Just Missed Millions: These People Walked Away From Early Jobs At Billion-Dollar Companies
Just Missed Millions: People Who Left Early Jobs At Billion-Dollar Companies
First, we should note that Wixted is plenty successful. She joined Zynga as an early employee and stayed through its IPO. But she probably could have made even MORE millions if she had left for Instagram when it offered in 2010.
Wixted writes about her missed opportunity on Quora:
"In June 2010, Mike and Kevin were just getting started on their mobile web app which they called Burbn. I was a lead engineer on the mobile team at Zynga at the time. Mike contacted me about coming on board as their first hire. We met, and they showed me their ideas for where they were thinking of heading with Burbn: a photo-sharing mobile app.
... It was a great team fit, but I just couldn't get excited about a photo-sharing app. I felt, and I still feel, that I need to be working on more complicated things, so I've stayed in the games space...Of course, I'm kicking myself now. Hindsight is 20/20 and all."
He says he wasn't even interested in the offer because he was loyal to his own team.
"I don't regret a thing," he says on Quora. "You realize a lot of things about yourself (how content you are with your current situation, how hard you're working, where you want to be in the next few years, etc) when things like this happen."
Sahil Lavingia has a buzzy startup now that's raised $8 million from Silicon Valley investors, Gumroad. To start Gumroad, Lavingia had to walk away from his position as the #2 employee at Pinterest.
His timing could have been better. Lavingia left Pinterest about one month shy of his 1 year mark at the company. That means none of his stock options vested.
Hopefully he'll make it back on Gumroad. Meanwhile, Pinterest's valuation is skyrocketing.
Gumroad only has 3 full-time employees. Last month it only had one, founder Sahil Lavingia (second from left).
Robert Cezar Matei has missed a few golden opportunities. First he turned down an opportunity to work for Facebook and decided to stay at Stanford instead. Then he failed to be impressed by Jack Dorsey's Square and turned down an early opportunity there.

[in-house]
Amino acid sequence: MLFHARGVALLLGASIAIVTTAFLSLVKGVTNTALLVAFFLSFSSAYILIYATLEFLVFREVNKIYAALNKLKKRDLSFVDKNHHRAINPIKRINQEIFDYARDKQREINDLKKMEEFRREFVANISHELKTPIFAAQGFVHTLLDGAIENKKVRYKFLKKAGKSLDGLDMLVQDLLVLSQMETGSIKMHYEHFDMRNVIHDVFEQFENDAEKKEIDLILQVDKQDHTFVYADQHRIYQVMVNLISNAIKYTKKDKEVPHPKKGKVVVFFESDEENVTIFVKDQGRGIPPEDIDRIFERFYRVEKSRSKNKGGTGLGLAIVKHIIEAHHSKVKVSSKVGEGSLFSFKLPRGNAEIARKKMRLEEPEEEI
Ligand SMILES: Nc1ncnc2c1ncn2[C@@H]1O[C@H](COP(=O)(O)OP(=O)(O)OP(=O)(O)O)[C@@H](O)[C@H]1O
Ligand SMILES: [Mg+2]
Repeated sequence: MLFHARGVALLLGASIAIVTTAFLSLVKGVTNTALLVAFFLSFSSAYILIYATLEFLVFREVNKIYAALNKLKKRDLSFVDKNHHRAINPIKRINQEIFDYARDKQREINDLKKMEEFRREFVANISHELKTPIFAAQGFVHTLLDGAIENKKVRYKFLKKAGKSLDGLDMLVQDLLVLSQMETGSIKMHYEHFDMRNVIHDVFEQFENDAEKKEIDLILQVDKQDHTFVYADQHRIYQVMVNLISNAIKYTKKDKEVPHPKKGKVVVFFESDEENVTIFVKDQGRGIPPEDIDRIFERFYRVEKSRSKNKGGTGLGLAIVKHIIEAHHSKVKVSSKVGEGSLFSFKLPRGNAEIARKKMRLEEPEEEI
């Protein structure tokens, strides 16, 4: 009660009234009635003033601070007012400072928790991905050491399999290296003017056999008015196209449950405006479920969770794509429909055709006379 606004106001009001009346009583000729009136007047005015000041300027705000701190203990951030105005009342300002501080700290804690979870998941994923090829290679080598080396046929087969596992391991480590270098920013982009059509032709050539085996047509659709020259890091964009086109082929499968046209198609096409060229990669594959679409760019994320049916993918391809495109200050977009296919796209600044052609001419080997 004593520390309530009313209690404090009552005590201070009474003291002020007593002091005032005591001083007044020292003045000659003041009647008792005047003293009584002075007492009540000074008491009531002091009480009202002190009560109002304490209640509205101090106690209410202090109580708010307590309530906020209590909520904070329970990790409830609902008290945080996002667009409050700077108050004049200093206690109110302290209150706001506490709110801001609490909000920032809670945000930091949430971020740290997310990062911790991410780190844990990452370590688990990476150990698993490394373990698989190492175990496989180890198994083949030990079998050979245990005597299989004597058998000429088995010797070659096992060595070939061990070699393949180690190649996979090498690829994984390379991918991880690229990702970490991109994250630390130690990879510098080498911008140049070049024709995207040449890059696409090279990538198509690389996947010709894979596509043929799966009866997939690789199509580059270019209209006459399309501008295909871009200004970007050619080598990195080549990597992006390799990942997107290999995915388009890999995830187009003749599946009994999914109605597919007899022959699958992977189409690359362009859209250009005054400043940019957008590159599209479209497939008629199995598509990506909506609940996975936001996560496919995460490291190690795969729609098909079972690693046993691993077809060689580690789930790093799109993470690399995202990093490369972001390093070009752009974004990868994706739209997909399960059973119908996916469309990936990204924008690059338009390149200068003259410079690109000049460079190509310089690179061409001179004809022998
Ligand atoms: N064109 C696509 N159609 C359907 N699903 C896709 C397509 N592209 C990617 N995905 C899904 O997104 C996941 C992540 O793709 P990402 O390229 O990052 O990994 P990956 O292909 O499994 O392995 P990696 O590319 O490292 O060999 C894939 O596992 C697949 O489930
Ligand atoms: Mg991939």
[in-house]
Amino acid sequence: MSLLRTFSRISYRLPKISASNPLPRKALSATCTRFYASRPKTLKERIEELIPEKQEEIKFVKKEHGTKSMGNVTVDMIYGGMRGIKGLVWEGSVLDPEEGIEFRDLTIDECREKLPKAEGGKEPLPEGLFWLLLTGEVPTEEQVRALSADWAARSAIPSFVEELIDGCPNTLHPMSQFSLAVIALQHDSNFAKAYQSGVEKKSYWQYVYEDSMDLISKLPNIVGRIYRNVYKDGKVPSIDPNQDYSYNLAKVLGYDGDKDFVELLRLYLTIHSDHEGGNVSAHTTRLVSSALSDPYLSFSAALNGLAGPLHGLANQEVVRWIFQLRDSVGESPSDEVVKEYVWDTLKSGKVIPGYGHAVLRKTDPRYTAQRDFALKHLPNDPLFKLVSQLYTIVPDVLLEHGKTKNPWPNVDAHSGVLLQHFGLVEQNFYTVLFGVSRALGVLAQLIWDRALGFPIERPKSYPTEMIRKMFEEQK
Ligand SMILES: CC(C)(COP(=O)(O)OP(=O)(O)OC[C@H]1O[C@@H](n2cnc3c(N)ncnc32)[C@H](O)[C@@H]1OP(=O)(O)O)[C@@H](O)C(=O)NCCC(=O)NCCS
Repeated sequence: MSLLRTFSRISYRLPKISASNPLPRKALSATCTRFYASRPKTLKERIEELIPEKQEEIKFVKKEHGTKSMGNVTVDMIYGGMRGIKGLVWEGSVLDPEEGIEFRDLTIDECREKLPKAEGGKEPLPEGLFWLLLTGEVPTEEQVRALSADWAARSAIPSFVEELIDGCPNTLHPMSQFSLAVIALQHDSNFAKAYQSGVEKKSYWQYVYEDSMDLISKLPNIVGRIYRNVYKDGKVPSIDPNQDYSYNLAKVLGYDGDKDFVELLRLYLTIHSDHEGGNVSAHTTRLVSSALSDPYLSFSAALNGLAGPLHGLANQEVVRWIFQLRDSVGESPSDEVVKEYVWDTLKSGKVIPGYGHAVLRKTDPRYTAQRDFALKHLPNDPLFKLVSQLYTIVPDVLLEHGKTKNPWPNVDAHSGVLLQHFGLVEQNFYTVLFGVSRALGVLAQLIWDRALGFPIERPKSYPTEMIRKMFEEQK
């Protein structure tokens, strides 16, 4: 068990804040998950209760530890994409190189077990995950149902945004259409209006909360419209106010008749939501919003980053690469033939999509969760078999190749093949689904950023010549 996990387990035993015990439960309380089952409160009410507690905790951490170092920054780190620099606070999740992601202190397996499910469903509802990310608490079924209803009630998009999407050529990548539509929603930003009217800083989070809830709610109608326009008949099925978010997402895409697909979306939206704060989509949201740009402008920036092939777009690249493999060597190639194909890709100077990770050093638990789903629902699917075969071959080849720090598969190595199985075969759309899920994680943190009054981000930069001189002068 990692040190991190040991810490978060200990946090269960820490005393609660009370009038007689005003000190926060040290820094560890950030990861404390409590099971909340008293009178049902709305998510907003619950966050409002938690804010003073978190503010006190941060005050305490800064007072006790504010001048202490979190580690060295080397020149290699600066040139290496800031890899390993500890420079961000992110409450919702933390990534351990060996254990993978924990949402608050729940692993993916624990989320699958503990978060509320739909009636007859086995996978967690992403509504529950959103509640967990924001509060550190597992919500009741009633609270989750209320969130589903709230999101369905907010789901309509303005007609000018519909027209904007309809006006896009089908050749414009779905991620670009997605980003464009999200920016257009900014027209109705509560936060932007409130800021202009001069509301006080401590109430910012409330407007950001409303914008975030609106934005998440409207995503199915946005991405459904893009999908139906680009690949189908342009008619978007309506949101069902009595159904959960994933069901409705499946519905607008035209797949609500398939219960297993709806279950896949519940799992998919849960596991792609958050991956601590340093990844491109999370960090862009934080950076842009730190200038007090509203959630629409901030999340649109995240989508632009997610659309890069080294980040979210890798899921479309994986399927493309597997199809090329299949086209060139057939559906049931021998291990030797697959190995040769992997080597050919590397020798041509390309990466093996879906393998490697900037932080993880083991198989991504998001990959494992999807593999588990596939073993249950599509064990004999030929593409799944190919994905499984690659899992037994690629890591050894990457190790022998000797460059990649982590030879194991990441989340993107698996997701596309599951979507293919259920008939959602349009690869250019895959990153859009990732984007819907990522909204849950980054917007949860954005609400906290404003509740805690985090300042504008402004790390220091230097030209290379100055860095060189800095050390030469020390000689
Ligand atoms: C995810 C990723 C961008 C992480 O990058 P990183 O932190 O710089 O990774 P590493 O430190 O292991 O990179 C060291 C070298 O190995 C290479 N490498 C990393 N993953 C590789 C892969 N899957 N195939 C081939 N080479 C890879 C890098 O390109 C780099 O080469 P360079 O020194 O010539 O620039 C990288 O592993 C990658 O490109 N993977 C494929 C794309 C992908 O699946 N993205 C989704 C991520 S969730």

But his most costly decision may have been turning down Instagram. He was offered a job as Instagram's 2nd engineer and the founders had only made one other offer prior.
"When I was deciding where to work next, they made me build a follow recommendation algorithm using their API. I guess they liked it," he writes. "We talked about their vision. We had sake in the Tenderloin at 1 in the morning. Kevin crafted a lovely letter, peppered with shared experiences and pictures, as he did for every offer. I was touched."
Instead, Matei went to Quora. He was more passionate about its vision and the position.
"If you're in the Valley for any amount of time, you'll have missed opportunities," writes Matei. "Whatever. Opportunities were rarely as close as they might seem in hindsight. There are a million ways my life could have turned out worse, too."
When Joe Green was at Harvard, he was roommates with Mark Zuckerberg. He and Zuckerberg created Face Mash together, which got the pair in trouble with the university.
Green's father, a professor at UCLA, cautioned him not to work with Zuckerberg anymore. So when Zuckerberg asked him to head up Facebook's business operations, he declined. The position would have granted him about 3 or 4 percent of the company, Green estimates, which would have made him worth about $3 billion.
He still scored some Facebook stock for being an advisor to the company and he later cofounded Causes and NationBuilder, companies other early Facebookers backed.
He tells Bloomberg BusinessWeek, “Every once in a while you can have a moment of bitterness but in general I've been so blessed with what I have been able to do."
When Facebook was taking off and Zuckerberg rented a house in Palo Alto for the summer, he invited Harvard classmate Joe Jackson to come with him.
Instead, Jackson went to New York for a J.P. Morgan Chase internship.
“I completely missed the boat," he tells Bloomberg BusinessWeek of his missed Facebook stock options. "I wasn’t thinking about it as ‘This could be my chance to be rich and famous.' It was more like, ‘This is going to Palo Alto and living in a house with a bunch of kids and programming for a startup that may not go anywhere."
Like Wixted, we should note that Inkenbrandt will be just fine. He chose Pinterest over Instagram, which should yield a decent multi-million payout of its own.
But with Instagram, he could have been a millionaire already. Inkenbrandt writes on Quora:
"I chose to work at Pinterest over Instagram. It was not an easy decision by any means because I really like Instagram and the guys who built it. I'll keep my reasons for choosing Pinterest to myself, but I will say that I don't regret the decision."
Kevin Systrom turned down Facebook and later sold his company, Instagram, to Zuckerberg for $1 billion.
Mike Abbott became Twitter's head of engineering
Steve Chen worked for Facebook for a few months then founded YouTube, which he sold to Google for $1.6 billion.